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Written By:

Paul Mount

With its box office prospects currently looking rather less than stellar, it’s probable that The Creator, the latest sci-fi extravaganza (and it genuinely is an extravaganza) from Gareth (Godzilla) Edwards will find its place in the cinematic history books because of the incredible economy of its budget (the film cost around $80m to make) and the fact that, flying in the face of current theatrical trends, it isn’t a franchise feature, a sequel, a reimagining, or even a superhero film. It’s an all-new, standalone sci-fi flick, albeit one that not only borrows fairly heavily from classic genre concepts but also, to its credit or not, plays around with recent/current growing concerns about the development of Artificial Intelligence and the threat it may (or may not) pose to mankind’s dominance of the planet. The Creator isn’t quite a masterpiece, but it skews pretty close at times, and if it doesn’t quite succeed as a ‘cautionary tale’ (it’s a bit too broad for that), it more than delivers as a refreshingly ‘new’ IP that doesn’t require years of audience loyalty and emotional investment to make its point. Ironically, in a year that has seen several established franchises and ‘Universes’ have crashed and burned, The Creator may well suffer from a lack of core familiarity; maybe it’s a year or too ahead of its cinematic time.

A brisk bit of info-dumping at the start sets the scene. From initially being heralded as a massive technological breakthrough, AI has gone rogue. A nuclear detonation has wiped out Los Angeles, and man is now at war with AI, which has been pushed back into Asia. The military is moving in to wipe out the threat once and for all with specific help from the formidable NOMAD military space station, which pinpoints enclaves of rogue AI and drops bombs to wipe them out. But the ‘Creator’, the architect of this advanced generation of AI – humanoid creatures with visible mechanical workings and malformed craniums – is still at large and has developed a superweapon that has the power to not only end the war but also to wipe out mankind. Our hero is everyman soldier Joshua (John David Washington), who severely injured himself in a previous battle and is now augmented by functioning prosthetics. He’s part of the elite military team tasked with journeying behind enemy lines to track down this new superweapon, but Joshua has his own demons as he is haunted by the brutal death of his pregnant wife, Maya (Gemma Chan), five years earlier. As Joshua and the team enter territory infested with AI soldiers, he makes a shocking discovery – not only about Maya but also about the nature of this elusive superweapon, which turns out to be a very human/AI child with the power to control technology itself.

At its heart, it’s a simple man vs machine storyline, the stuff of science fiction since the birth of the robot and the concept of machines with independent thought. But Edwards makes it feel fresh and new simply by the unique style of filmmaking he has brought to the project. Largely eschewing massive crews and studio sets, he opts to make his movie virtually guerilla style, filming raw footage at around 80 locations around the world without any of the usual time-consuming artifice of the medium and then allowing his FX gurus to build the world and the spectacle around the live-action. And what spectacle it is. We’re all used to the magic Hollywood can conjure up digitally these days, and it’s hard to be impressed by what we see on the screen. But when we bear in mind the budget of The Creator, what’s up there is beyond extraordinary. Battle scenes are powerfully visceral; drop ships hurtle through the sky disgorging soldiers ready for war; the NOMAD station is a forbidding and near-constant presence (and the setting of the thrilling, explosive finale), and huge machines roll across the countryside, flattening and sending terrified locals fleeing for their lives. Two sentient suicide robots evoke the cute droids of Star Wars as they stomp almost comically into battle before exploding in the middle of their targets.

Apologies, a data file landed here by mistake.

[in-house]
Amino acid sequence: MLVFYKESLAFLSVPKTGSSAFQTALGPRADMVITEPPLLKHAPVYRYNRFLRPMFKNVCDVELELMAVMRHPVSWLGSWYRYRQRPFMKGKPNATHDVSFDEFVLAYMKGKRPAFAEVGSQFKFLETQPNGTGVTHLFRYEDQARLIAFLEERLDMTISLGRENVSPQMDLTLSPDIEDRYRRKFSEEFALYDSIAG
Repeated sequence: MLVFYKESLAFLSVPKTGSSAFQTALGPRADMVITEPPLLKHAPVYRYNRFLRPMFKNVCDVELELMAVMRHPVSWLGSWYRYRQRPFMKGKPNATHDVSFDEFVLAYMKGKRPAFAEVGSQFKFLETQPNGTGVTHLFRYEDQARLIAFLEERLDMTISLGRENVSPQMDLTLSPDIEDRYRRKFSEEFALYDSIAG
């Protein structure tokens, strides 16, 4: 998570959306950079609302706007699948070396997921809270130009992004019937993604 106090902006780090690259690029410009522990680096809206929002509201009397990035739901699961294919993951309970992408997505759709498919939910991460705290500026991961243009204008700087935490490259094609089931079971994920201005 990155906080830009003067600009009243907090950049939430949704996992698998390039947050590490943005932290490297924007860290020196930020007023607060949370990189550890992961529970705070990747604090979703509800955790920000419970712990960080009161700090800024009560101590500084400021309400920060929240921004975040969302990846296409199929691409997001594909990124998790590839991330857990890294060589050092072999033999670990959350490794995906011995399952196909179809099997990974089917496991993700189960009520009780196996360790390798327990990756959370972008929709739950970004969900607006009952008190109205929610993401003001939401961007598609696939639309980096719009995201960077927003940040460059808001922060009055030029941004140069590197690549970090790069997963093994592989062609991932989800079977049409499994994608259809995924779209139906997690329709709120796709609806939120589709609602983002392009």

The Creator is ultimately a very futuristic war film – many of the scenes perhaps uncomfortably recall shared memories of the Vietnam War, the conflict that still cuts a deep scar across recent American history. But it’s a film about humanity, too. Fighting to assert itself and retain its dominion over the world by fighting against an enemy of its own creation. The scale of its visuals inevitably leave its human cast a little swamped, but there are some good, gutsy performance on offer. John David Washington is more nuanced here than in the baffling Tenet, a tragic figure damaged both by war and personal loss. He quickly establishes a powerful and quite touching bond with the young superweapon Alphie (a demanding role pulled off winningly by Madeleine Yuna Voyles), and there’s good support from Gemma Chan, Ken Watanabe, Allison Janney, and the UK’s Ralph Ineson.

The Creator is a remarkable achievement that could and should be a salutary lesson for those over-indulgent directors who merrily spend 300 million dollars on films that can never really hope to make a huge profit in the current climate. Sadly, The Creator probably won’t either, but as an exercise in original thinking and filmmaking ‘outside the box’, it’s a triumph on its own terms.



THE CREATOR is on general release in cinemas now.

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